St. Petersburg castle.

Havighurst Fellows

Emily Channell-Justice


Emily Channell-Justice, GIC/ITS
Emily Channell-Justice received her PhD from The Graduate Center, City University of New York, in 2016, with a dissertation entitled "Left of Maidan: Self-Organization and the Ukrainian State on the Edge of Europe." She completed her research with leftist, student, and feminist activists in Ukraine in 2013-2014 during the Euromaidan mobilizations with the support of a Fulbright-IIE research grant. Prior to coming to Miami, she taught for five years in the Anthropology department at John Jay College of Criminal Justice.



Francesca Silano Francesca Silano, HST
Francesca Silano received her PhD in history from the University of Toronto in 2017. She conducts critical history of the Russian Orthodox Church in the late-Imperial/early-Soviet ere. She iis particularly interested in the ways in which Orthodox and Bolshevik actors interacted, borrowed from, and competed with each other to define and imagine the intellectual, cultural, legal, and social landscape of Russia in this period. Dr. Silano’s research has been supported by grants from the Social Sciences and Humanities Research Council of Canada, three Ontario Graduate Scholarships, and most recently, by funding from the Russian Studies Workshop at Indiana University, where she served as a Postdoctoral Fellow and Visiting Lecturer in 2017-2018.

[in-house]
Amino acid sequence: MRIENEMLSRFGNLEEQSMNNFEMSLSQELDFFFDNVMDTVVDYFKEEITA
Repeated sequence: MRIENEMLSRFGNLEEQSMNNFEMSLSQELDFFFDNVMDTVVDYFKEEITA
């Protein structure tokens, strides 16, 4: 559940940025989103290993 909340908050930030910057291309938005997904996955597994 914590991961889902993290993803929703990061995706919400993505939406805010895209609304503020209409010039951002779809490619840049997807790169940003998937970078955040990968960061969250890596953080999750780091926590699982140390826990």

Vincent Artman Vincent Artman, GIC/GEO
Vincent Artman received his Ph.D. in Geography from the University of Kanas in 2016 with a dissertation entitled “The State and the Sacred: Memory, Theology, and Identity in Kyrgyzstan.” His research focuses broadly on the intersection of religion, identity, and politics. Dr. Artman’s work, which has been supported by an IREX research fellowship, explores the relationship between Islam, the state, and national identity in the Kyrgyz Republic. Likewise, his recent publications have explored divergent constructions what it means “to be Muslim” in Kyrgyzstan (2018) and examined controversies surrounding veiling and its implications for debates about Kyrgyz national identity (forthcoming). Dr. Artman’s current research analyzes the geographies of Islamophobia and the “counter-jihad” movement in the United States and Europe.


Information about how to apply